Lighting Design

Nothing has a greater effect on the comfort of an individual than the quality of light. Think about how you feel when approaching a dark house compared to the feeling when entering the property of a beautifully illuminated home. The lighting designer recognizes this and creates a scene where the viewer is an active participant. This scene presents a cohesive panorama framed by the borders of the property. Lighting displays the beauty of the landscape and highlights the architectural features of the building.

Public Space


The Public Space (Front Yard): The illustration above shows how the careful choice and placement of fixtures creates a scene that is both welcoming and dramatic.



The Private Space (Back Yard): A typical lighting design for the private space highlights how a good design can increase night-time usability of recreational areas in the backyard.

Lighting Objectives


Cohesion refers to the overall appearance of the scene as one continuous panorama. If there are unlit areas near illuminated ones, the user's visual experience is interrupted. These "black holes" detract from the beauty of the design and fatigue the eyes.


Cohesion is achieved by illuminating borders, backgrounds, and intermediate areas with the creative use of fixtures placed for that purpose.


Depth refers to the strategic placement of fixtures using different light levels to achieve a three-dimensional scene. Depth requires lighting areas that are in the foreground, in the middle, and at the back of the scene.


The proper use of high, medium, and low wattage lamps (with varying beam spreads) helps establish depth by allowing the designer to create scenes that draw the eye from near to far.


Keep in mind that the designer is not only painting a picture with lights, he or she is also directing a scene.


In this scene, the viewers' eyes are first drawn to one focal point then to another and so on. These focal points may be unique features of the property such as, statuary or water features; or they may be functional points such as entranceways, sitting areas, pathways, or gathering areas.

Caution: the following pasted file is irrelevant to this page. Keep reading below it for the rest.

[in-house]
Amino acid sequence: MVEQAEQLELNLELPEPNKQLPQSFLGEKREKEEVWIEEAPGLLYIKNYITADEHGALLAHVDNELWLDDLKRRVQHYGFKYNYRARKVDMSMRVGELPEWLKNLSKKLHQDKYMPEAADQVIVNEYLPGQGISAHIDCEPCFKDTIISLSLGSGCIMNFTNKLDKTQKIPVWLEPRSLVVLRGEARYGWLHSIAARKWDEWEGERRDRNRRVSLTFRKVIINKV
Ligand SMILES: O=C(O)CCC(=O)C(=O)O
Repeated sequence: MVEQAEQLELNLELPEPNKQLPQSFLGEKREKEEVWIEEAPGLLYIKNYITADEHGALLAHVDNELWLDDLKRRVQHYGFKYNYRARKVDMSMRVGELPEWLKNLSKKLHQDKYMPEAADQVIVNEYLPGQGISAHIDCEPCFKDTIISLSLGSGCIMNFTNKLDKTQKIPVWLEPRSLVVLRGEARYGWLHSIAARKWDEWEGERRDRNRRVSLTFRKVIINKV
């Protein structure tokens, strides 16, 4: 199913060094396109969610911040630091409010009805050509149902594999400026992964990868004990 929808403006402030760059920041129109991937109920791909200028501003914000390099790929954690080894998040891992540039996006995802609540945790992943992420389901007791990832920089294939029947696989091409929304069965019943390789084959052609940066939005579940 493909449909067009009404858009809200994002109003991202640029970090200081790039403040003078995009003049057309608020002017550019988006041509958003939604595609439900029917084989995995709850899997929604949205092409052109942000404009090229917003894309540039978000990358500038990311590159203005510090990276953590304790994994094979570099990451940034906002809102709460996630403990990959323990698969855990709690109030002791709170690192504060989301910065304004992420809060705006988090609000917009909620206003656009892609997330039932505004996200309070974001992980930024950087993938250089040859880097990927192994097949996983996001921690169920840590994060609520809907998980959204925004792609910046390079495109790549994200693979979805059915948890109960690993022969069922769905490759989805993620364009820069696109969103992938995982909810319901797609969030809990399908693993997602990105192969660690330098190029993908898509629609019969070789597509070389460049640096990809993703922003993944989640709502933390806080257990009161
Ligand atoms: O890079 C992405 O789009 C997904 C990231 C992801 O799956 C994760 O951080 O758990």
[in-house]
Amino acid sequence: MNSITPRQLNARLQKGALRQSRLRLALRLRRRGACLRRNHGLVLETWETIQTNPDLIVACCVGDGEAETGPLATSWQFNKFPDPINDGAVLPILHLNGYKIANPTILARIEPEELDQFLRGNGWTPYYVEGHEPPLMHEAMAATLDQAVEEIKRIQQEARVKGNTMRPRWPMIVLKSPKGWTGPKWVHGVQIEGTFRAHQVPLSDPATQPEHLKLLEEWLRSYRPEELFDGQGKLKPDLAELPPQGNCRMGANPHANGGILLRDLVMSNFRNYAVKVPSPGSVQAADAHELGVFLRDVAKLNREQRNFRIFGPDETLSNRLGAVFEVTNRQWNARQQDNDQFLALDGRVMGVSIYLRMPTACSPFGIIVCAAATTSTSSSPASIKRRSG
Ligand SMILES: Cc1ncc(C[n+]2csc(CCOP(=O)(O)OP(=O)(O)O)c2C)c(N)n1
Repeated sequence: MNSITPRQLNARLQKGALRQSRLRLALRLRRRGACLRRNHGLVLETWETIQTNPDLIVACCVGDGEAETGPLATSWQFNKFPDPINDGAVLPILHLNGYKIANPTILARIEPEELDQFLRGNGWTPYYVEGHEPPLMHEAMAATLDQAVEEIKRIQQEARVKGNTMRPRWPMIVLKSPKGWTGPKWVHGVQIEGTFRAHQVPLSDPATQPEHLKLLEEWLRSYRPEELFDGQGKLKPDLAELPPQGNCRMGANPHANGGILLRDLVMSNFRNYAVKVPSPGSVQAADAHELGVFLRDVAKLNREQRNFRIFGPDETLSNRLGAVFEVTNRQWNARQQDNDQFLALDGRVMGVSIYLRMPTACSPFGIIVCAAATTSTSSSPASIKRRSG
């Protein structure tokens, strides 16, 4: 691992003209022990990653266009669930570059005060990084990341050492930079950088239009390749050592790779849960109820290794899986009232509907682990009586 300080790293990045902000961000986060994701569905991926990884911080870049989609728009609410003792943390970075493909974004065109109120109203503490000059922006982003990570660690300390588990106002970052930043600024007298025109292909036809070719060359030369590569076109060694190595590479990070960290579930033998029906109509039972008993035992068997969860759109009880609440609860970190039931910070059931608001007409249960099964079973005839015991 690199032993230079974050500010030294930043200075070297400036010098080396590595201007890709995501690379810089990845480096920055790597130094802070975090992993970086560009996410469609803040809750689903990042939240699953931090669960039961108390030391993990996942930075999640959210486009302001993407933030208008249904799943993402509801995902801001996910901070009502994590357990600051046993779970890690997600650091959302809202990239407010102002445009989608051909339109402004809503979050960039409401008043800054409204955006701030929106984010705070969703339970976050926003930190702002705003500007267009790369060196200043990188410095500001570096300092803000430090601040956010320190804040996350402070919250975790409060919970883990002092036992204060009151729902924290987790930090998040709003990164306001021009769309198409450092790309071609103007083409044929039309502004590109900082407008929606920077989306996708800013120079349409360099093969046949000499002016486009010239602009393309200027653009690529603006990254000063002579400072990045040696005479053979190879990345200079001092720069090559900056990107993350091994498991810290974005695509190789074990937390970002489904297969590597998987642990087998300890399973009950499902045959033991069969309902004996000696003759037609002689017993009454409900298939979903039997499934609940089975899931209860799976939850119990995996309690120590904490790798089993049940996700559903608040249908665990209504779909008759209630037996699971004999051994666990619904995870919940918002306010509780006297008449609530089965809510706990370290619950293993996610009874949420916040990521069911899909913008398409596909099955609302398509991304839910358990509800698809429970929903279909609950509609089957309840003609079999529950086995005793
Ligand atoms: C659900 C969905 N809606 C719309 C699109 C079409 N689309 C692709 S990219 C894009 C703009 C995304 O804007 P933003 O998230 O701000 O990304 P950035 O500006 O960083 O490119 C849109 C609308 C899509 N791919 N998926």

Low voltage fixtures provide illumination that is highly controllable. Instead of the harsh glare from bare bulbs, light is directed to the desired places. With a good lighting design, light sources are not seen, only the reflection of their light off a variety of surfaces.

The quality of lighting is altered by changing its direction: by uplighting (more dramatic), down lighting (more natural), sidelighting (emphasizes details), or backlighting (emphasizes form).


Perspective refers to the viewers' experience from various locations, both outside and inside the home. The designer needs to walk the property and ensure that the lighting scene works from all possible vantage points (including from the approaching road).


Inside the home, the viewer should be able to look out the windows and enjoy the scene without being blinded from fixtures illuminating the house.


A lighting designer needs to recognize the features of a landscape that define its appearance. If there are repeating patterns such as a row of bushes, fencing, or stone walls, then the designer needs to light those forms in a way to preserve that symmetry.


The designer also needs to balance the lighting so that one side of the property is not brighter than the other.